The Long View: Optimal Eye Health
By Hannah Woit
Ironically, we often overlook our eyes when it comes to health. Considering it is one of our most precious organs, it may be time for you to take a look at how you’re doing when it comes to the necessary steps you need to take to protect them.
1. Schedule an eye exam.
Glaucoma, diabetic eye disease, macular degeneration caused by aging, and other common eye illnesses often are only detectable once they begin through a dilated eye exam. The more regularly you get an exam, the more likely it is that you’ll be able to catch issues before they get progressively serious. If you’re 20-39 years old, the suggested range is 2-5 years. For those 40-64, every 2-4 years, and for 65 years or older, every 1-2 years. If you have diabetes, have had an eye injury or surgery, have family members who have had glaucoma, or have other risk factors, you may need an exam more frequently.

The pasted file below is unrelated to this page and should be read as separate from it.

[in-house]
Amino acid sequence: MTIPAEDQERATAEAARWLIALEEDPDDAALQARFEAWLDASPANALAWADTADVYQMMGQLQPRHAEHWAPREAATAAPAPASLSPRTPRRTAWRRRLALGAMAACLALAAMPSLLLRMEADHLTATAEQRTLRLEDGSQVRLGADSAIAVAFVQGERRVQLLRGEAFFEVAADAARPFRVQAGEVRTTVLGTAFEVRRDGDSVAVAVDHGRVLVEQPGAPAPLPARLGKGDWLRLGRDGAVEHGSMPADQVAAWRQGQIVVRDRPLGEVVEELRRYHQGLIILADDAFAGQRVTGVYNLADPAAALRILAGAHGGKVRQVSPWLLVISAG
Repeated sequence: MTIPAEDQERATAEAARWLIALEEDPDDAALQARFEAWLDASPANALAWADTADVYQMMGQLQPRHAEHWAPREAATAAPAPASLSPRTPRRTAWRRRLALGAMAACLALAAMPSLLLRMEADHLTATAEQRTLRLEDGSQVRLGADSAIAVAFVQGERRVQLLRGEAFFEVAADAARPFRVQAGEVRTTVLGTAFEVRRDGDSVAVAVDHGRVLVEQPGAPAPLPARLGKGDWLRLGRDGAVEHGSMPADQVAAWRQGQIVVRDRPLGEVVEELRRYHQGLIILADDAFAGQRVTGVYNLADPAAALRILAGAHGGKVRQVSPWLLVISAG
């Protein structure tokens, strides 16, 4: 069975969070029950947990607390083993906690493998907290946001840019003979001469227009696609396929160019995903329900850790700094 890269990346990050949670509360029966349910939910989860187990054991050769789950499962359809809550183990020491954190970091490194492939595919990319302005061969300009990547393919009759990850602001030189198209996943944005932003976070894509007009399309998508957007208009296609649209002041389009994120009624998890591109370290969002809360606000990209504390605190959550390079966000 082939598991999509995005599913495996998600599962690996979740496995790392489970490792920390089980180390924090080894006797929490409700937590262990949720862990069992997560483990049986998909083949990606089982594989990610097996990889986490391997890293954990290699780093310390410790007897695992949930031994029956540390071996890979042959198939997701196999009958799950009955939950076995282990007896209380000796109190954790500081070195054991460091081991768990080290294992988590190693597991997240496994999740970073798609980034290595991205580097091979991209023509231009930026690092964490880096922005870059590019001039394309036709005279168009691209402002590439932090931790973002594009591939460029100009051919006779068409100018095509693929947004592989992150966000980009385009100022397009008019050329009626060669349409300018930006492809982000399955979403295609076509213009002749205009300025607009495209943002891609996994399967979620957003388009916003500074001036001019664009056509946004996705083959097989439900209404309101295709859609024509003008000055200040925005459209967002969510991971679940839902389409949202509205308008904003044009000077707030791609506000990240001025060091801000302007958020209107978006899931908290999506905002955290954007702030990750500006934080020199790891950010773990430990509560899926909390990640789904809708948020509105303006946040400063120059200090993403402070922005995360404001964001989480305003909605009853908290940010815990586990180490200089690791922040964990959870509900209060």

2. Look at your plate.
It’s not just carrots that help protect your vision. Dark leafy greens such as spinach and kale support eye health, as do omega-3 fatty acid rich fish. Opt for coldwater options like salmon or tuna. Lutein, zinc, and vitamins C and E are also eye boosters.
3. Don some shades.
Sunglasses that block out at least 99% of UV-A and UV-B rays are best for preventing eye damage on those sunny summer days.
4. Break once in a while.
Workplace-related eye issues go beyond goggles for scientists or protective eyewear for construction workers. Just like your muscles after a hard workout, your eyes can get tired after a long time of staring at a computer screen or focusing on one point. When we do this we often forget to blink. The National Institute of Health recommends implementing the 20-20-20 strategy: After each 20-minute interval of computer work, look at things 20 feet away from you for 20 seconds. Set a timer on your computer or phone if that helps!